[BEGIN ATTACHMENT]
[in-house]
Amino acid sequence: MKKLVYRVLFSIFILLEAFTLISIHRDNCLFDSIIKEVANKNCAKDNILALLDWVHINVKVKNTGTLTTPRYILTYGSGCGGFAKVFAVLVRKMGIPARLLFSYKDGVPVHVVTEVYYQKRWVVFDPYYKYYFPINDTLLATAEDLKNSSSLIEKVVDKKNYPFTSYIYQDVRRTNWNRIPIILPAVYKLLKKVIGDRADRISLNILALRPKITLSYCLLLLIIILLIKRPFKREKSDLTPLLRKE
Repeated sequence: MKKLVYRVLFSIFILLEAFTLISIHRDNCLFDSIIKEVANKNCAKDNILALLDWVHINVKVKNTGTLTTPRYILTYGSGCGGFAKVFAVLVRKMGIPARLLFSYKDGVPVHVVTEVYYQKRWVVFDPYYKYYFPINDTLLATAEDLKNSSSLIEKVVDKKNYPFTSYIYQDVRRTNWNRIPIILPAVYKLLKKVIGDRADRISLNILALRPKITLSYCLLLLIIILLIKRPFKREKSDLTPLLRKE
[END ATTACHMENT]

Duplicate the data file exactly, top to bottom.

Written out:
[in-house]
Amino acid sequence: MKKLVYRVLFSIFILLEAFTLISIHRDNCLFDSIIKEVANKNCAKDNILALLDWVHINVKVKNTGTLTTPRYILTYGSGCGGFAKVFAVLVRKMGIPARLLFSYKDGVPVHVVTEVYYQKRWVVFDPYYKYYFPINDTLLATAEDLKNSSSLIEKVVDKKNYPFTSYIYQDVRRTNWNRIPIILPAVYKLLKKVIGDRADRISLNILALRPKITLSYCLLLLIIILLIKRPFKREKSDLTPLLRKE
Repeated sequence: MKKLVYRVLFSIFILLEAFTLISIHRDNCLFDSIIKEVANKNCAKDNILALLDWVHINVKVKNTGTLTTPRYILTYGSGCGGFAKVFAVLVRKMGIPARLLFSYKDGVPVHVVTEVYYQKRWVVFDPYYKYYFPINDTLLATAEDLKNSSSLIEKVVDKKNYPFTSYIYQDVRRTNWNRIPIILPAVYKLLKKVIGDRADRISLNILALRPKITLSYCLLLLIIILLIKRPFKREKSDLTPLLRKE